On Isla Plaza we saw Land Iguanas. They were cool of course but perhaps not as much fun as their aquatic cousins. They find sustenance by munching cactus fruit and fallen cactus leaves.
A smaller and dartier dinosaur beast was the Lava Lizard. They scoot in and out of the holes, tunnels and cracks in the volcanic rock and as quick as you see them they´re gone again. If they did stick around for you to take a closer look you got to see their lovely red necks as they bopped their heads up and down in what I assumed to be a signal to say b***** off or I will!
Tortugas - Giant Land Tortoises and Sea Turtles
Of course no Galapagos trip is complete without catching sight of and marveling at the giant land tortoise. These magnificent creatures live for up to 250 years and roam wild on the islands of Galapagos. Our first encounter was with captive tortoises at the Charles Darwin Research Centre at Puerto Ayora on Santa Cruz. The centre is home to a number of friendly old tortoises and an ever renewing clutch of babies who are being bred and released back into the wild as soon as their shells are tough enough to see off predators (at about 5 years). There are a number of different types of giant tortoises in Galapagos. Although they are technically the same species they differ depending on the island that they originate from. The vegetation is different on each island so the shape of the shell has evolved in each location depending on whether they need to reach up to munch leaves or simply graze on the grass beneath them. One variety has a shell in the shape of a saddle which is where the name Galapagos originates from (galapagos meaning saddle).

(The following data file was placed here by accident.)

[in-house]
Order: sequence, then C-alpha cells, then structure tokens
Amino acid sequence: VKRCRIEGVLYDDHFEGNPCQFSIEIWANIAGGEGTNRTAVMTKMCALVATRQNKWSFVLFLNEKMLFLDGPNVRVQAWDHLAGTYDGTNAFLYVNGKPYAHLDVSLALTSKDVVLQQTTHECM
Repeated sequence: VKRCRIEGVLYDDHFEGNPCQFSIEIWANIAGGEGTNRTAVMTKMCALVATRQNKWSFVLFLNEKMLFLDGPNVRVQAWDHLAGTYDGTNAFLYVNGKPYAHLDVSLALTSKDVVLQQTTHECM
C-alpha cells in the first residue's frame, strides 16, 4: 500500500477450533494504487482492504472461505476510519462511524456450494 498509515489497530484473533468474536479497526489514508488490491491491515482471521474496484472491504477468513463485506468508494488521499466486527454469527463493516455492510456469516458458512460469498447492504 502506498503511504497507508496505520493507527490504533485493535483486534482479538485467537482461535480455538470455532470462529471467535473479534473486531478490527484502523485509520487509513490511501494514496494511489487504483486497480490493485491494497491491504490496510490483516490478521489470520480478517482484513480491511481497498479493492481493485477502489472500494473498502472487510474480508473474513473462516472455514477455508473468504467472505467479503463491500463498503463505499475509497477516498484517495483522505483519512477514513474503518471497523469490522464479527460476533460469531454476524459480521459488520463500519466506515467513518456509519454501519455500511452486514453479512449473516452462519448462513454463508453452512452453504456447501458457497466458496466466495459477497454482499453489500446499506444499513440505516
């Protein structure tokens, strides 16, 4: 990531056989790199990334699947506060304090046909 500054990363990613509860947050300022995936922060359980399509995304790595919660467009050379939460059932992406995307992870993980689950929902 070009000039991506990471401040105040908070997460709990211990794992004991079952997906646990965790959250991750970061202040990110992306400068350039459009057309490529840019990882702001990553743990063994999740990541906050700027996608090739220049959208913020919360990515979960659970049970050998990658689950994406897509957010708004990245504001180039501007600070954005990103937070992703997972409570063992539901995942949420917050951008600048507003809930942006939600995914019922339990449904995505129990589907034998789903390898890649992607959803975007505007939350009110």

The most special inhabitant at the Research Centre is an old chap called Lonesome George. He has a distinctive double hump on his back and he was discovered on Pinta Island in the 1970s. Due to hunting (tortoise meat is apparently very tasty) every other member of his kind has been wiped out and he is the only one left. For years conservationists have been trying to get him to reproduce with other tortoises but he`s just not interested. Cloning will only be considered as a last resort if all else fails due its expense and failure rate. For now he enjoys the penthouse suite at the Centre which he shares with two lovely girl tortoises and all the privacy he needs should the mood take him... so far it hasn´t! There´s hope though as this special man is still a spring chicken... he´s only in his 70s so he´s got a few more decades in him yet! Time enough for the invention of tortoise viagra!